From the book of Acts, it is evident that the church began as a Jewish entity. The life of the body is summarized in Acts chapter 2.
Acts 2:41-46 (NASB)
So then, those who had received his word (Peter's) were baptized; and that day there were added about three thousand souls.
They were continually devoting themselves to the apostles' teaching and to fellowship, to the breaking of bread and to prayer.
Everyone kept feeling a sense of awe; and many wonders and signs were taking place through the apostles.
And all those who had believed were together and had all things in common;
and they began selling their property and possessions and were sharing them with all, as anyone might have need.
Day by day continuing with one mind in the temple, and breaking bread from house to house, they were taking their meals together with gladness and sincerity of heart,
Of special notice in verse 46 is the mention of going to the temple every day. The earliest believers did not consider themselves to be a part of anything new. They were just another sect of Judaism.
With the martrydom of Stephen and the ensuing persecution, the Jewish church at Jerusalem experienced it's first scattering. Positively, Philip took the gospel to Samaria, while negatively, Saul went to Damascus, a city in Syria, with letters enabling him to arrest and capture any believers in Yeshua that he might find there. Peter then received the vision from God that salvation was also for the Gentiles.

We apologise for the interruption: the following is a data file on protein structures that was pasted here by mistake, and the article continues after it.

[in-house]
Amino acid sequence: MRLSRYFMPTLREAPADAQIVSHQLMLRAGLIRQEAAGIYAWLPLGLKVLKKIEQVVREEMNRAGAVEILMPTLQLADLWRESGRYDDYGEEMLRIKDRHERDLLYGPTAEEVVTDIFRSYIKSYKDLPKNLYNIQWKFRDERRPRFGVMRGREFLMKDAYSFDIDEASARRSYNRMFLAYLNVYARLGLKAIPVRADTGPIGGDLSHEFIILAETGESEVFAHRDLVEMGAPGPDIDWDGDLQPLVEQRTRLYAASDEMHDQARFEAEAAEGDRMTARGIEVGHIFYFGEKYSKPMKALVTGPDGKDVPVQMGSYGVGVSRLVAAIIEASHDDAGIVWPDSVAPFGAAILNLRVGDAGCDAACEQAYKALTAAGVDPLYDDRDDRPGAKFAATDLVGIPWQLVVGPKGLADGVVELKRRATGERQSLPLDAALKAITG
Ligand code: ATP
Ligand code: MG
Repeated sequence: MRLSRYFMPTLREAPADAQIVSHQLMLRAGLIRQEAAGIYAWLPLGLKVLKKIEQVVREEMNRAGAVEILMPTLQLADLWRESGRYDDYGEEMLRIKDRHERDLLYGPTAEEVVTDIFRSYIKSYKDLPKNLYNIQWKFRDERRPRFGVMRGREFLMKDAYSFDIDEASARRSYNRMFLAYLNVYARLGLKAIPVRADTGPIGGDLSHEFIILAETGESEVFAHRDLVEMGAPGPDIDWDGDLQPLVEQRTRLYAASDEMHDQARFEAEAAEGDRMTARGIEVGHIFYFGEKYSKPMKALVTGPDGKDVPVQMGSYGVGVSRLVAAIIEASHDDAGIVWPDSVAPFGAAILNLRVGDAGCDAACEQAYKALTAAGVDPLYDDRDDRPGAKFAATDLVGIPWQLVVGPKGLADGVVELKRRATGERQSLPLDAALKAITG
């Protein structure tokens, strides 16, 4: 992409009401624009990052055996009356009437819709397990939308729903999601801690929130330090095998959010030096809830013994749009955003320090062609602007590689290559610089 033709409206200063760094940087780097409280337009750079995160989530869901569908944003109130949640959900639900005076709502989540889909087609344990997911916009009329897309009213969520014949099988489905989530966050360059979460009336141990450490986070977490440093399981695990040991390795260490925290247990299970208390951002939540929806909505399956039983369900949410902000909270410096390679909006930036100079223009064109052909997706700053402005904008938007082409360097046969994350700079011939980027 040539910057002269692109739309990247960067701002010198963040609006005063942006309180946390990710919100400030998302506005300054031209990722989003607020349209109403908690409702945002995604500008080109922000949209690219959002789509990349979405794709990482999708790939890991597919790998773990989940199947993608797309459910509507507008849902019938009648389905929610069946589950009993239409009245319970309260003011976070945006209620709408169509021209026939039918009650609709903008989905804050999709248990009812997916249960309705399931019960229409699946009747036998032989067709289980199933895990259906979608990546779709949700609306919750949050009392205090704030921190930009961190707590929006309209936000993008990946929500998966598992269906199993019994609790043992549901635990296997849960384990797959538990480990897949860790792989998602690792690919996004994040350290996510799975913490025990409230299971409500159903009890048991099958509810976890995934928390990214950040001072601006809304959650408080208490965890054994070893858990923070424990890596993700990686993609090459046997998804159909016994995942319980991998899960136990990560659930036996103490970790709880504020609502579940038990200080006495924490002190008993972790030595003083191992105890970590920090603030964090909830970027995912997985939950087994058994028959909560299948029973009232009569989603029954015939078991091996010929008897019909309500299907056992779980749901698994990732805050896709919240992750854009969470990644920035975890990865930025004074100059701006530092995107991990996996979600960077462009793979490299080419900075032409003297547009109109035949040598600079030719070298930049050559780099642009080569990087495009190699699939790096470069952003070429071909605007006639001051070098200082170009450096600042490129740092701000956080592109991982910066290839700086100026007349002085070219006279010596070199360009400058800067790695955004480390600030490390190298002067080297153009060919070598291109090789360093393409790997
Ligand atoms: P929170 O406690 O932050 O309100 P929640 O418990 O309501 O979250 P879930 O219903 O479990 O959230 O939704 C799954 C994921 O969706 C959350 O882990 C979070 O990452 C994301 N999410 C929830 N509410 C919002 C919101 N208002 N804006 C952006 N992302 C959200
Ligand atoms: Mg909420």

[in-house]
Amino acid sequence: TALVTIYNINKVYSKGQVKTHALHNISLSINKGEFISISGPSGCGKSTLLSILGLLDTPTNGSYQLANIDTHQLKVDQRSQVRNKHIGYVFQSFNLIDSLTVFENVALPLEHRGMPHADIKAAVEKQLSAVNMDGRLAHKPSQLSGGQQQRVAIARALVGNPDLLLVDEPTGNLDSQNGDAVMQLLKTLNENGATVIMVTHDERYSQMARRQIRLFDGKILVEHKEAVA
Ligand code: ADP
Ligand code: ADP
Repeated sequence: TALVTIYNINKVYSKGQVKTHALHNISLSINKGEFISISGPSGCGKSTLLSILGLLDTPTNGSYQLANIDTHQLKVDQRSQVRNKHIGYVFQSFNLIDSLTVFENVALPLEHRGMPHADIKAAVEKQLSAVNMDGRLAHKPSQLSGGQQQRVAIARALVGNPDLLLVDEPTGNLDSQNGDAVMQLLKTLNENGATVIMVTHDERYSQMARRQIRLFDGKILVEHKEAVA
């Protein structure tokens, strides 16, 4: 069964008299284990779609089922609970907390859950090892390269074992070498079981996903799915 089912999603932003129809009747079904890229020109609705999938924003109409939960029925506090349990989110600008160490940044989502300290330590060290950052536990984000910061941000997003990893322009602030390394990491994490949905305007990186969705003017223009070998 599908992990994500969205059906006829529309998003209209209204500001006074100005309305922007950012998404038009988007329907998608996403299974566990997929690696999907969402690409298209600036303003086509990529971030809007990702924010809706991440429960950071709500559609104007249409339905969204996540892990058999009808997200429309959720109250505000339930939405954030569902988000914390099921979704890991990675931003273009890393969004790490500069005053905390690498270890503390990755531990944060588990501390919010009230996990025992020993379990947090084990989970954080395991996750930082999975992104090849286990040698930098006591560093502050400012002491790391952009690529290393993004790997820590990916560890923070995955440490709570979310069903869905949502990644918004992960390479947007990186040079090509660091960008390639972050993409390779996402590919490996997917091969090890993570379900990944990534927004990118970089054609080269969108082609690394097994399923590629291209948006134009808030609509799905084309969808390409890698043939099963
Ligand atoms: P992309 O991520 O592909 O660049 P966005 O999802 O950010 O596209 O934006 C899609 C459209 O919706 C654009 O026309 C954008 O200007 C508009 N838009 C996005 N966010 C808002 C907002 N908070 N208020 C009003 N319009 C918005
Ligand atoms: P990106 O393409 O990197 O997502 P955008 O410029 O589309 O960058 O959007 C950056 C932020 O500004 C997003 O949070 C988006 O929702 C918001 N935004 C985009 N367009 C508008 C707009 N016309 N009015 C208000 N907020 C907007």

Acts 11:19-20 (KJV)
Now they which were scattered abroad upon the persecution that arose about Stephen travelled as far as Phenice, and Cyprus, and Antioch, preaching the word to none but unto the Jews only.
And some of them were men of Cyprus and Cyrene, which, when they were come to Antioch, spake unto the Grecians, preaching the Lord Jesus.
Antioch became the first place where the gospel was purposefully preached to Gentiles. It also became the base for the missionary journeys of Paul, formerly known as Saul and persecuter of the church, and his companions. It is at this point in Acts that the emphasis switches from Peter and the Jewish church to Paul and the Gentile church.
Because of this shift in attention, it almost seems like the Jewish church was left behind. The influx of Gentiles into the body of Yeshua became overwhelming to the point that the church eventually seems to have morphed into a very different entity than the Jewish church that started it. However, this did not happened during the book of Acts. When Paul was called into question by some from the Jerusalem church, he turned to James and the Jerusalem Council. When Paul returned after his third missionary journey he submitted to James' suggestion for the completion of his nazarite vow that he also pay for four others to prove that he was not trying to subvert the Old Testament law.
So what did happen to the Jewish church and how did Christianity become so different, so not Jewish? Stay tuned for part 2!